There has been evidence from empirical studies (e.g., [ML65, BW97]) that real-world data is not always well-captured by such parametric models. With the goal of increasing model flexibility, a recent line of work has studied the class of permutation-based models [Cha15, SBGW17, SBW16b]. Rather than imposing parametric conditions on the matrix entries, these models impose only shape constraints on the matrix, such as monotonicity, before unknown permutations act on the its rows and columns. This more flexible class reduces modeling bias compared to its parametric counterparts while, perhaps surprisingly, producing models that can be estimated at rates that differ only by logarithmic factors from parametric models. On the negative side, these advantages of permutation-based models are accompanied by significant computational challenges. The unknown permutations make the parameter space highly non-convex, so that efficient maximum likelihood estimation is unlikely. Moreover, spectral methods are often suboptimal in approximating shape-constrained sets of matrices [Cha15, SBGW17]. Consequently, results from many recent papers show a non-trivial statistical-computational gap in estimation rates for models with latent permutations [SBGW17, CM16, SBW16b, FMR16, PWC17].

Related work.

While the main motivation of our work comes from nonparametric methods for aggregating pairwise comparisons, we begin by discussing a few other lines of related work. The current paper lies at the intersection of shape-constrained estimation and latent permutation learning. Shape-constrained estimation has long been a major topic in nonparametric statistics, and of particular relevance to our work is the estimation of a bivariate isotonic matrix without latent permutations [CGS18]. There, it was shown that the minimax rate of estimating an matrix from noisy observations of all its entries is . The upper bound is achieved by the least squares estimator, which is efficiently computable due to the convexity of the parameter space.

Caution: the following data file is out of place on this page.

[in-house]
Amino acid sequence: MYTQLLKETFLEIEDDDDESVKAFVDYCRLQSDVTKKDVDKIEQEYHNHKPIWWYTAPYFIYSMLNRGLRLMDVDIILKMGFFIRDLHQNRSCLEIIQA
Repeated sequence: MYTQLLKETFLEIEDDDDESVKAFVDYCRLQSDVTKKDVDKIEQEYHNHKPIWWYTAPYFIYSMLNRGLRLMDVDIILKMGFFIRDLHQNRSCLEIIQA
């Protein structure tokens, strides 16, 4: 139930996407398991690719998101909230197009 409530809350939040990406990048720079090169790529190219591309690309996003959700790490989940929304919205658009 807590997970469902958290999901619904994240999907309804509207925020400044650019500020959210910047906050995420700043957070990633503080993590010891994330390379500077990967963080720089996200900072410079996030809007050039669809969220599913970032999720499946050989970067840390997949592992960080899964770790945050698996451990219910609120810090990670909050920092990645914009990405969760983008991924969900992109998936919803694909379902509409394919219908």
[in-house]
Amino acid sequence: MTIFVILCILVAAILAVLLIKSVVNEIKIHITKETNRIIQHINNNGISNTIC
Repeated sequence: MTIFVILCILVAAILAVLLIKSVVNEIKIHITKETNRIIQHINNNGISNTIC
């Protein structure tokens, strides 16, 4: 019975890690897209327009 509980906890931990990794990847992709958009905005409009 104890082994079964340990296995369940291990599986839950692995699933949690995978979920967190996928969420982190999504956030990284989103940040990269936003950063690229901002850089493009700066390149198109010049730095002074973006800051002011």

Shape-constrained matrices with permuted rows or columns also arise in applications such as seriation [FJBd13, FMR16] and feature matching [CD16]. In particular, the monotone subclass of the statistical seriation model [FMR16] contains matrices that have increasing columns, and an unknown row permutation. The authors established the minimax rate for estimating matrices in this class and proposed a computationally efficient algorithm with rate . For the subclass of such matrices where in addition, the rows are also monotone, the results of the current paper improve the two rates to and respectively.

Another related model is that of noisy sorting [BM08], which involves a latent permutation but no shape-constraint. In this prototype of a permutation-based ranking model, we have an unknown, matrix with constant upper and lower triangular portions whose rows and columns are acted upon by an unknown permutation. The hardness of recovering any such matrix in noise lies in estimating the unknown permutation. As it turns out, this class of matrices can be estimated efficiently at minimax optimal rate by multiple procedures: the original work by Braverman and Mossel [BM08] proposed an algorithm with time complexity for some unknown and large constant , and recently, an -time algorithm was proposed by Mao et al. [MWR17]. These algorithms, however, do not generalize beyond the noisy sorting class, which constitutes a small subclass of an interesting class of matrices that we describe next.